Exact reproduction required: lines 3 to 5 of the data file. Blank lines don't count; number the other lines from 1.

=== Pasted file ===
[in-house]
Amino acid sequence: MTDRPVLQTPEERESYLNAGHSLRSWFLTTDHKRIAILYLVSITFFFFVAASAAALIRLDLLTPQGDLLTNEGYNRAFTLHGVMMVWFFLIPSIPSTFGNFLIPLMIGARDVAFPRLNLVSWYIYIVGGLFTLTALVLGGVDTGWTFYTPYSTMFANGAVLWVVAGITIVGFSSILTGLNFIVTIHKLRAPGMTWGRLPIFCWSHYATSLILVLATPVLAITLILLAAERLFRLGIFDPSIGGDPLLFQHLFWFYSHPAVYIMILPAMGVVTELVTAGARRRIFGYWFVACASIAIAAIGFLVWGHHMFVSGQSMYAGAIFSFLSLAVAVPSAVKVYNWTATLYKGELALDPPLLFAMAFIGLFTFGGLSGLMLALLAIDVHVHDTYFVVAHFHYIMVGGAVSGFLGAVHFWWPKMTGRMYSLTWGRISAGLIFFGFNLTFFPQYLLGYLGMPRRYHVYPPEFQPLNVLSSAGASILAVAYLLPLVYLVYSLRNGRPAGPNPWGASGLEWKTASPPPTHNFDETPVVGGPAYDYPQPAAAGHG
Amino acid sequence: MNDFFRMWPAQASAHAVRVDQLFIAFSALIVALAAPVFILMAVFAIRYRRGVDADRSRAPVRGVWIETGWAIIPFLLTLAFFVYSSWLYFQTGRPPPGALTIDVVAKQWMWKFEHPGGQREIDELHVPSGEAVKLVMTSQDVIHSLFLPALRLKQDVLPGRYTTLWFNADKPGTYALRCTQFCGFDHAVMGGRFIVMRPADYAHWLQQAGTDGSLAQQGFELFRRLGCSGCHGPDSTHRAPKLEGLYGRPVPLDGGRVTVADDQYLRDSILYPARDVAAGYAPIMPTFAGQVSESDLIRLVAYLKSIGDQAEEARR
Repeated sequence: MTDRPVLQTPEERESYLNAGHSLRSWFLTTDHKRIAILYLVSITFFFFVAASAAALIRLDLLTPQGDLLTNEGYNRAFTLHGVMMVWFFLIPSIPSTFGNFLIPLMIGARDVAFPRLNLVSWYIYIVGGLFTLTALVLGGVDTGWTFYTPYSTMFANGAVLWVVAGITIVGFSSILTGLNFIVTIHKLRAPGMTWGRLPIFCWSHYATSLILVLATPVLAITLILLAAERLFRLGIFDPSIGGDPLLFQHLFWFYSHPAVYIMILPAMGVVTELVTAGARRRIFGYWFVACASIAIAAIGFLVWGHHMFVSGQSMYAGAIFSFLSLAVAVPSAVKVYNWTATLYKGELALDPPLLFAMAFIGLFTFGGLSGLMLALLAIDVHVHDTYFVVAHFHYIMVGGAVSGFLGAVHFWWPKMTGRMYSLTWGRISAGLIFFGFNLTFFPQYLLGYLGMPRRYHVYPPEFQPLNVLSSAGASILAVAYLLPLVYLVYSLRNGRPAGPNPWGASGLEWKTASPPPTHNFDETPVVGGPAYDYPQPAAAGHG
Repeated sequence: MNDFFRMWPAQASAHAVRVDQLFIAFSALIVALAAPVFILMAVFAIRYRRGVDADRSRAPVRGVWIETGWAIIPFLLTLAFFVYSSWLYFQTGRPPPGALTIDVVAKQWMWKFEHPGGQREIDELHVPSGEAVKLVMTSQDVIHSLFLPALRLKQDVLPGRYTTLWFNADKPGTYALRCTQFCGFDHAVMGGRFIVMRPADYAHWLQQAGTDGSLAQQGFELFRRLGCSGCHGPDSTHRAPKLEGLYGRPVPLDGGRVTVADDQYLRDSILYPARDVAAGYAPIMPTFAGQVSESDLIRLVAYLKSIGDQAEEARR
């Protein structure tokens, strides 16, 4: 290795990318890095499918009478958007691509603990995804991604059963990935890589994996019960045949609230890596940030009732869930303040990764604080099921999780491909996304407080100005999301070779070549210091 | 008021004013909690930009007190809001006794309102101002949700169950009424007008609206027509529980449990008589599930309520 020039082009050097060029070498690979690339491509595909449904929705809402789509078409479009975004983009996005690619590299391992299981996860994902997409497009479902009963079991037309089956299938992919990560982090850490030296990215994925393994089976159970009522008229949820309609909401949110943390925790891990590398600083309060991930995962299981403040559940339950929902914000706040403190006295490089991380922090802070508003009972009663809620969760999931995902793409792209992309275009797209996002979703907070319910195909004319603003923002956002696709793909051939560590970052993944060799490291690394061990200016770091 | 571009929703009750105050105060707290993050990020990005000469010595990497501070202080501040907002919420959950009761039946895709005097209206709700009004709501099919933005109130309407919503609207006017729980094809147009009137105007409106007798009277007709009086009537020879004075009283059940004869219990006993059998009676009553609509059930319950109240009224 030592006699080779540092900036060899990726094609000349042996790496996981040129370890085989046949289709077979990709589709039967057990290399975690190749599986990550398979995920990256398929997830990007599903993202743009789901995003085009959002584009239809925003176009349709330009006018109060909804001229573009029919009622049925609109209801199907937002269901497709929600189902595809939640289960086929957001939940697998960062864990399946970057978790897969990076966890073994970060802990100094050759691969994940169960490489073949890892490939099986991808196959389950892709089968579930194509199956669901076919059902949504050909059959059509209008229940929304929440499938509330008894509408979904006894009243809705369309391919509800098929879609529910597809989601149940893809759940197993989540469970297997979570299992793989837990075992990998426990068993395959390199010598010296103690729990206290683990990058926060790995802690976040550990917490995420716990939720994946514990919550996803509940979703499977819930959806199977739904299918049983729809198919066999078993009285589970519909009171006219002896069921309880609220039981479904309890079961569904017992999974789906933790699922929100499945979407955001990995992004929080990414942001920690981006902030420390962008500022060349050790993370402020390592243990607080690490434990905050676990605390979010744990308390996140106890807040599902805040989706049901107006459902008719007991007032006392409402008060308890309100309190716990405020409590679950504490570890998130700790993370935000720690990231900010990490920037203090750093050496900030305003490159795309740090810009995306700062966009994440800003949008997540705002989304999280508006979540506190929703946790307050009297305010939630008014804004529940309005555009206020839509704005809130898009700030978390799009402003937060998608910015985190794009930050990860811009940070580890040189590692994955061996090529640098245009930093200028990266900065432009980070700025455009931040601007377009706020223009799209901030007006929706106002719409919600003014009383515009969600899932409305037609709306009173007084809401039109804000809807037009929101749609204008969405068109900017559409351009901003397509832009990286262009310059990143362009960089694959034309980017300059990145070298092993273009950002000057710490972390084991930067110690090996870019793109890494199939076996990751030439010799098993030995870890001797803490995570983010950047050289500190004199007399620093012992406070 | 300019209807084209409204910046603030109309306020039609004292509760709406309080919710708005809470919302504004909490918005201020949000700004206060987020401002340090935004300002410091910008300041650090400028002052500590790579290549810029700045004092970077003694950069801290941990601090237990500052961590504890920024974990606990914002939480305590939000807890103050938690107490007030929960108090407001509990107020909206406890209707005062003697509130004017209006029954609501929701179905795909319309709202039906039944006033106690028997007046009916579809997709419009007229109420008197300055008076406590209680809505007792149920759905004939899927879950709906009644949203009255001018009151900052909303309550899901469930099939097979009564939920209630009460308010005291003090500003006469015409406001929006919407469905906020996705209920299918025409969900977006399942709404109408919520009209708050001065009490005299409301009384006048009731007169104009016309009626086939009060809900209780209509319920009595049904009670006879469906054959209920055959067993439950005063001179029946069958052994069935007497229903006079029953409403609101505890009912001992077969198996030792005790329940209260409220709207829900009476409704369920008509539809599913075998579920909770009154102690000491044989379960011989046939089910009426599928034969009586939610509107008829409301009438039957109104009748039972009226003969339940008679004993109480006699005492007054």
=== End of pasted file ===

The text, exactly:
Amino acid sequence: MNDFFRMWPAQASAHAVRVDQLFIAFSALIVALAAPVFILMAVFAIRYRRGVDADRSRAPVRGVWIETGWAIIPFLLTLAFFVYSSWLYFQTGRPPPGALTIDVVAKQWMWKFEHPGGQREIDELHVPSGEAVKLVMTSQDVIHSLFLPALRLKQDVLPGRYTTLWFNADKPGTYALRCTQFCGFDHAVMGGRFIVMRPADYAHWLQQAGTDGSLAQQGFELFRRLGCSGCHGPDSTHRAPKLEGLYGRPVPLDGGRVTVADDQYLRDSILYPARDVAAGYAPIMPTFAGQVSESDLIRLVAYLKSIGDQAEEARR
Repeated sequence: MTDRPVLQTPEERESYLNAGHSLRSWFLTTDHKRIAILYLVSITFFFFVAASAAALIRLDLLTPQGDLLTNEGYNRAFTLHGVMMVWFFLIPSIPSTFGNFLIPLMIGARDVAFPRLNLVSWYIYIVGGLFTLTALVLGGVDTGWTFYTPYSTMFANGAVLWVVAGITIVGFSSILTGLNFIVTIHKLRAPGMTWGRLPIFCWSHYATSLILVLATPVLAITLILLAAERLFRLGIFDPSIGGDPLLFQHLFWFYSHPAVYIMILPAMGVVTELVTAGARRRIFGYWFVACASIAIAAIGFLVWGHHMFVSGQSMYAGAIFSFLSLAVAVPSAVKVYNWTATLYKGELALDPPLLFAMAFIGLFTFGGLSGLMLALLAIDVHVHDTYFVVAHFHYIMVGGAVSGFLGAVHFWWPKMTGRMYSLTWGRISAGLIFFGFNLTFFPQYLLGYLGMPRRYHVYPPEFQPLNVLSSAGASILAVAYLLPLVYLVYSLRNGRPAGPNPWGASGLEWKTASPPPTHNFDETPVVGGPAYDYPQPAAAGHG
Repeated sequence: MNDFFRMWPAQASAHAVRVDQLFIAFSALIVALAAPVFILMAVFAIRYRRGVDADRSRAPVRGVWIETGWAIIPFLLTLAFFVYSSWLYFQTGRPPPGALTIDVVAKQWMWKFEHPGGQREIDELHVPSGEAVKLVMTSQDVIHSLFLPALRLKQDVLPGRYTTLWFNADKPGTYALRCTQFCGFDHAVMGGRFIVMRPADYAHWLQQAGTDGSLAQQGFELFRRLGCSGCHGPDSTHRAPKLEGLYGRPVPLDGGRVTVADDQYLRDSILYPARDVAAGYAPIMPTFAGQVSESDLIRLVAYLKSIGDQAEEARR